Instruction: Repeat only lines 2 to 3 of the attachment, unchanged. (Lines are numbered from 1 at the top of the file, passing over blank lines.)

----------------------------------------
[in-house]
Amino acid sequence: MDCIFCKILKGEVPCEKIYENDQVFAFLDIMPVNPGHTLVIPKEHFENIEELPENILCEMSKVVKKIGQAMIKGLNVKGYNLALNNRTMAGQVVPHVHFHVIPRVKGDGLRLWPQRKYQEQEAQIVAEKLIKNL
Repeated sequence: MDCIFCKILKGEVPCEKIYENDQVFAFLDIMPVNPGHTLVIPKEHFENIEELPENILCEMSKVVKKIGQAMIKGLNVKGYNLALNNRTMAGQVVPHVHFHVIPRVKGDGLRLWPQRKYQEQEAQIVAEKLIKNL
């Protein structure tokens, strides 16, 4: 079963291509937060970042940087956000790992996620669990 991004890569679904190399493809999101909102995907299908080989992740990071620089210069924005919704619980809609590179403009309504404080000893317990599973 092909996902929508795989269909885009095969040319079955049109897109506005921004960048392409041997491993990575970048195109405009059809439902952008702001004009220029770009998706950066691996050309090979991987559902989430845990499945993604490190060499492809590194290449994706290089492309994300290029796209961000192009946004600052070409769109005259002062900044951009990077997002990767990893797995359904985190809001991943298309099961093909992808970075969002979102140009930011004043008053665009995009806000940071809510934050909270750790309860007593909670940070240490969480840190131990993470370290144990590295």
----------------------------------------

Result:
Amino acid sequence: MDCIFCKILKGEVPCEKIYENDQVFAFLDIMPVNPGHTLVIPKEHFENIEELPENILCEMSKVVKKIGQAMIKGLNVKGYNLALNNRTMAGQVVPHVHFHVIPRVKGDGLRLWPQRKYQEQEAQIVAEKLIKNL
Repeated sequence: MDCIFCKILKGEVPCEKIYENDQVFAFLDIMPVNPGHTLVIPKEHFENIEELPENILCEMSKVVKKIGQAMIKGLNVKGYNLALNNRTMAGQVVPHVHFHVIPRVKGDGLRLWPQRKYQEQEAQIVAEKLIKNL